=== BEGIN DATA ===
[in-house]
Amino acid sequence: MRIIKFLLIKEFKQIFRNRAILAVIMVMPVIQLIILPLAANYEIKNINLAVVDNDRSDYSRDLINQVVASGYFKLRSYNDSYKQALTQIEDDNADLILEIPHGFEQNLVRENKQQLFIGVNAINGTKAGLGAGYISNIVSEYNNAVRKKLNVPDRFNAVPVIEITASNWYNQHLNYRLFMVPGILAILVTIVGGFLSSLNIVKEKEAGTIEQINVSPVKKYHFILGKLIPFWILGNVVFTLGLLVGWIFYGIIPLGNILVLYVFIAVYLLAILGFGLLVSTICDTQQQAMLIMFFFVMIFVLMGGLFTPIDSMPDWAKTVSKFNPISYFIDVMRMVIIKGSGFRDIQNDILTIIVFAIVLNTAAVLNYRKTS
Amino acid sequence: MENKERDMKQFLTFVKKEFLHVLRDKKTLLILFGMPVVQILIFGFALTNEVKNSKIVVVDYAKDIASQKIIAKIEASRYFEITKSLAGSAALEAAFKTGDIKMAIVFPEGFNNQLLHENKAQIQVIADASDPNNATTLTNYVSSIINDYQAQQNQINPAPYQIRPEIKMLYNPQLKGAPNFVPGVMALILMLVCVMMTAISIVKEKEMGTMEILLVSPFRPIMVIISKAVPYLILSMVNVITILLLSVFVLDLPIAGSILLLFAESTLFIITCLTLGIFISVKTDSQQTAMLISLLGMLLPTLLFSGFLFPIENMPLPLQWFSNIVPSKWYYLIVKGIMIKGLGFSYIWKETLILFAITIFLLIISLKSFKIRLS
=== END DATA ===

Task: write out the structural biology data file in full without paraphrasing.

[in-house]
Amino acid sequence: MRIIKFLLIKEFKQIFRNRAILAVIMVMPVIQLIILPLAANYEIKNINLAVVDNDRSDYSRDLINQVVASGYFKLRSYNDSYKQALTQIEDDNADLILEIPHGFEQNLVRENKQQLFIGVNAINGTKAGLGAGYISNIVSEYNNAVRKKLNVPDRFNAVPVIEITASNWYNQHLNYRLFMVPGILAILVTIVGGFLSSLNIVKEKEAGTIEQINVSPVKKYHFILGKLIPFWILGNVVFTLGLLVGWIFYGIIPLGNILVLYVFIAVYLLAILGFGLLVSTICDTQQQAMLIMFFFVMIFVLMGGLFTPIDSMPDWAKTVSKFNPISYFIDVMRMVIIKGSGFRDIQNDILTIIVFAIVLNTAAVLNYRKTS
Amino acid sequence: MENKERDMKQFLTFVKKEFLHVLRDKKTLLILFGMPVVQILIFGFALTNEVKNSKIVVVDYAKDIASQKIIAKIEASRYFEITKSLAGSAALEAAFKTGDIKMAIVFPEGFNNQLLHENKAQIQVIADASDPNNATTLTNYVSSIINDYQAQQNQINPAPYQIRPEIKMLYNPQLKGAPNFVPGVMALILMLVCVMMTAISIVKEKEMGTMEILLVSPFRPIMVIISKAVPYLILSMVNVITILLLSVFVLDLPIAGSILLLFAESTLFIITCLTLGIFISVKTDSQQTAMLISLLGMLLPTLLFSGFLFPIENMPLPLQWFSNIVPSKWYYLIVKGIMIKGLGFSYIWKETLILFAITIFLLIISLKSFKIRLS